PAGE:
San Francisco SROs
April 27, 2022 1:13 PM   Subscribe

 
McSpadden added, she would rather see people inside than on the streets, even if it’s in a building that “isn't quite as good as it could be.”

I have to say, I’m so cynical about the trajectory of these things now that I really do have a hard time imagining that outcry over conditions won’t ultimately lead to more of these places being closed down without replacement and more people on the streets. Not that I believe that this is what the reporters are going for, it’s mostly targeted in the right directions, but certain bits like focusing on how many overdoses there have been feel like “the problem got worse when we put it where we could see it” thinking.
posted by atoxyl at 1:51 PM on April 27 [8 favorites]


I've been in a few SROs in the tenderloin. (To be clear, I've never needed to live in one.) They could be a lot better. They certainly could be better publicly funded. But, I'd also much rather see people overdose in a safe but grimy place with a blanket than on the street. This sure reads like a mean hit-piece designed to encourage fewer services. What's the proposed alternative? A "metrics-driven system to hold its nonprofit operators accountable" without additional funding isn't going to help.
exiting by passing away
As opposed to the rapture? What's the problem here?
posted by eotvos at 1:57 PM on April 27 [13 favorites]


A "metrics-driven system to hold its nonprofit operators accountable" without additional funding isn't going to help.

I don’t really find it difficult to believe that the existing funding may not really trickle down to helping the people it’s meant to help. What exactly can be done to ensure that is another question.

exiting by passing away

As opposed to the rapture? What's the problem here?


Yeah this is another weird bit. It’s called permanent supportive housing, in the same sentence? If we’re calling out this claim

HSH says its goal is to provide some residents with enough stability to enter more independent housing.

is that a criticism of the bullshit goal (realistically it should be expected that many residents require, well, permanent support) or the organization’s failure to meet the bullshit goal?
posted by atoxyl at 2:37 PM on April 27 [3 favorites]


Eotvos, I also didn’t see “they spent their last days housed” as an automatic policy failure.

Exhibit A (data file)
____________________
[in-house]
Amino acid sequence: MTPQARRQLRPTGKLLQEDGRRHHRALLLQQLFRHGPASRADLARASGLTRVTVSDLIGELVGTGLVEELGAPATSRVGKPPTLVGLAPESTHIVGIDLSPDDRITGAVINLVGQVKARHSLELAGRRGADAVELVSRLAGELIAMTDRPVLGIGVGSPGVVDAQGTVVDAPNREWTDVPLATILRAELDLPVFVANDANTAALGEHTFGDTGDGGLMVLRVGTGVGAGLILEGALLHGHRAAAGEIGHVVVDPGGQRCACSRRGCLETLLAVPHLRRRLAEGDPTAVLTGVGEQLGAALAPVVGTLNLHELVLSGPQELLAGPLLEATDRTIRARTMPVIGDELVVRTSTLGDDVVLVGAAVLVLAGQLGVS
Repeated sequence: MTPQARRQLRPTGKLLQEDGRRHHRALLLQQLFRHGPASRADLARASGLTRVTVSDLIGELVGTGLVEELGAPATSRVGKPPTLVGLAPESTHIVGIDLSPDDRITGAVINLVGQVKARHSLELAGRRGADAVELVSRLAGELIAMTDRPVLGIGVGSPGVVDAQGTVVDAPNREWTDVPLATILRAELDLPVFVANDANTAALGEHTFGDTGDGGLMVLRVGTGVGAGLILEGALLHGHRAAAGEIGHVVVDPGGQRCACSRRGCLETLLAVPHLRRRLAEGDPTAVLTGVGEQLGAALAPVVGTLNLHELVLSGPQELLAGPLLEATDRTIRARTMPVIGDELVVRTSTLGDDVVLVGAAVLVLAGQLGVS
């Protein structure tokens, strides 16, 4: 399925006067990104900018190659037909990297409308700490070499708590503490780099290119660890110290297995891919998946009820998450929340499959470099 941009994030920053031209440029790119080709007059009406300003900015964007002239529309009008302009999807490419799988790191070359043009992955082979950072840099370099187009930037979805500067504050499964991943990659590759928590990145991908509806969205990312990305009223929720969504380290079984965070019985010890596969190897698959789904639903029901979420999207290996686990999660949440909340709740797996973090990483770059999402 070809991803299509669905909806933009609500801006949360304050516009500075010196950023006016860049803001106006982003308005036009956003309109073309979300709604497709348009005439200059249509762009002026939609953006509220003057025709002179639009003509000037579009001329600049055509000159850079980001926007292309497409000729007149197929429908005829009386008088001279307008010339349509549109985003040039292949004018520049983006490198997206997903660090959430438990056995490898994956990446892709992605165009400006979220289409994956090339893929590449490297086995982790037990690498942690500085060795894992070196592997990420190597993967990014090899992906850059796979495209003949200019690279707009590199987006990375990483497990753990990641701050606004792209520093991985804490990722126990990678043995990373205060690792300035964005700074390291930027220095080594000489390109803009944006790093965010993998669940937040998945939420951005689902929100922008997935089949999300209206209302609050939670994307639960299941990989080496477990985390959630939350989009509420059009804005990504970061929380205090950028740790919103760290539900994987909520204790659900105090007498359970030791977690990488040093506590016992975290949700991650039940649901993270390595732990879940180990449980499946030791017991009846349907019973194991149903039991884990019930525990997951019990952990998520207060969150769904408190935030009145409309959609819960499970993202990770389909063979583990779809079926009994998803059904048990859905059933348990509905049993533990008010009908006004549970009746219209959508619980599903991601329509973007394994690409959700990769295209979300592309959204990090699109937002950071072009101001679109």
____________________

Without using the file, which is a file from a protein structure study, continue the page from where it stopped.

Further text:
posted by Selena777 at 2:52 PM on April 27 [4 favorites]


Much of the instability stems from a small group of tenants who do not receive the support they need.

this is key. a ton of homelessness policy failure is driven by the failure to separate those with the most violent tendencies, connections to criminal groups, mental illness, and severe addiction--issues that are often intractable even among people with tons of resources--together with folks who are just down on their luck but who would be capable of reentering society with some help.

when these groups are mixed, a smaller but more volatile group can make life and policy solutions impossible or inefficient for everyone.
posted by wibari at 3:08 PM on April 27 [9 favorites]


Every other major West Coast metropolis — Los Angeles, San Jose, Seattle, San Diego, Portland, Sacramento — bases 30% to 68% of its long-term housing for homeless people in “scattered site” programs, according to a Chronicle review of U.S. Housing and Urban Development data.

Maybe this is technically true of all Los Angeles, but we still have a very large cluster of SRO hotels in Skid Row which share many of the problems they report here. Trying to contain these types of housing to particular neighborhoods is part of the problem.

And with our housing shortages, you don’t even have places for the non-profit staff to live, so the staffing issues only get worse.
posted by jimw at 3:24 PM on April 27 [5 favorites]


okay, hi, I have deep experience with this, this is not a bad article, but it fails to understand that a lot of people are going to be missing context for the article.

First: Permanent housing is not actually "permanent" housing - this is one of the bullshit words cities have nonprofits use to differentiate and make things sound cooler and like programs are working better. "Permanent" housing means that it's semi-stable - so like, you have a lease, and can be expected to be there for at least a year. The goal is supposed to be getting people to independent living, sustainably. That's why it's a problem that people are exiting the program through death - because they're supposed to be exiting through having a good job and getting a good apartment that they can expect to keep for years and years and years.

Secondly: we know that SROs without their own bathroom and kitchen do not work. We absolutely know this. We know that people who have had little privacy in their lives desperately crave and need privacy and security. But the problem is the political situation - unfortunately, the citizenry tend to get to a certain point where they look at the apartments, and if they're too nice, they think, "How come those guys get to live here for free?" And that's the other reason they charge for some of these places - which, honestly, they shouldn't. The resident's income is so low that charging them 500$ a month, while significantly under market rate rents, is highway robbery - it's about half of SSI, which is the only income for the majority of residents like this.